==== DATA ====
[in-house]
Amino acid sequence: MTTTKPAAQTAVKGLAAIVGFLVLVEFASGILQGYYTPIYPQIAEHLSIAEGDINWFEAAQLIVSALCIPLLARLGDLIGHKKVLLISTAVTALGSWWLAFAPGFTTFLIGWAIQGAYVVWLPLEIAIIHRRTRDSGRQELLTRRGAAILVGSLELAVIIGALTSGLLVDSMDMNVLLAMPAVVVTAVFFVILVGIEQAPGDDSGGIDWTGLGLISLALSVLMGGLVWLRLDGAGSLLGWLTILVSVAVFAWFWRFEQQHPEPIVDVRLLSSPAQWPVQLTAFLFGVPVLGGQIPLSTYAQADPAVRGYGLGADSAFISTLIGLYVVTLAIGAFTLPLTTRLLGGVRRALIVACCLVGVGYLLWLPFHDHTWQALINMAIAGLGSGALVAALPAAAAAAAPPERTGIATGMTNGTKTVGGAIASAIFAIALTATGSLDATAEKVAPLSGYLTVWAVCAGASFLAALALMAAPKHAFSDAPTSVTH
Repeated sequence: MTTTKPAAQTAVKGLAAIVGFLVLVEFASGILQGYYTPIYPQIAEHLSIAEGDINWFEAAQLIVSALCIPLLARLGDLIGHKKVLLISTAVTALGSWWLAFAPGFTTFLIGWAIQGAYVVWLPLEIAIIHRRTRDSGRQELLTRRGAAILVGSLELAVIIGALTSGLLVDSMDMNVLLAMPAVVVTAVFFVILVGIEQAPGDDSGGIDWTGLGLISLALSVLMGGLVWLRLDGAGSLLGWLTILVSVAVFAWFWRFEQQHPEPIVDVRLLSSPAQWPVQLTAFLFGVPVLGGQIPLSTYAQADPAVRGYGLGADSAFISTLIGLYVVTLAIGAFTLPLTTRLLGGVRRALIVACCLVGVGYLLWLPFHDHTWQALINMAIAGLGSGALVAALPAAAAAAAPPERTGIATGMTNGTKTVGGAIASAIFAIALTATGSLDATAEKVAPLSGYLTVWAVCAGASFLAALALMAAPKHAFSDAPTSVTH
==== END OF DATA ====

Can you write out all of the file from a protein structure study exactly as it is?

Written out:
[in-house]
Amino acid sequence: MTTTKPAAQTAVKGLAAIVGFLVLVEFASGILQGYYTPIYPQIAEHLSIAEGDINWFEAAQLIVSALCIPLLARLGDLIGHKKVLLISTAVTALGSWWLAFAPGFTTFLIGWAIQGAYVVWLPLEIAIIHRRTRDSGRQELLTRRGAAILVGSLELAVIIGALTSGLLVDSMDMNVLLAMPAVVVTAVFFVILVGIEQAPGDDSGGIDWTGLGLISLALSVLMGGLVWLRLDGAGSLLGWLTILVSVAVFAWFWRFEQQHPEPIVDVRLLSSPAQWPVQLTAFLFGVPVLGGQIPLSTYAQADPAVRGYGLGADSAFISTLIGLYVVTLAIGAFTLPLTTRLLGGVRRALIVACCLVGVGYLLWLPFHDHTWQALINMAIAGLGSGALVAALPAAAAAAAPPERTGIATGMTNGTKTVGGAIASAIFAIALTATGSLDATAEKVAPLSGYLTVWAVCAGASFLAALALMAAPKHAFSDAPTSVTH
Repeated sequence: MTTTKPAAQTAVKGLAAIVGFLVLVEFASGILQGYYTPIYPQIAEHLSIAEGDINWFEAAQLIVSALCIPLLARLGDLIGHKKVLLISTAVTALGSWWLAFAPGFTTFLIGWAIQGAYVVWLPLEIAIIHRRTRDSGRQELLTRRGAAILVGSLELAVIIGALTSGLLVDSMDMNVLLAMPAVVVTAVFFVILVGIEQAPGDDSGGIDWTGLGLISLALSVLMGGLVWLRLDGAGSLLGWLTILVSVAVFAWFWRFEQQHPEPIVDVRLLSSPAQWPVQLTAFLFGVPVLGGQIPLSTYAQADPAVRGYGLGADSAFISTLIGLYVVTLAIGAFTLPLTTRLLGGVRRALIVACCLVGVGYLLWLPFHDHTWQALINMAIAGLGSGALVAALPAAAAAAAPPERTGIATGMTNGTKTVGGAIASAIFAIALTATGSLDATAEKVAPLSGYLTVWAVCAGASFLAALALMAAPKHAFSDAPTSVTH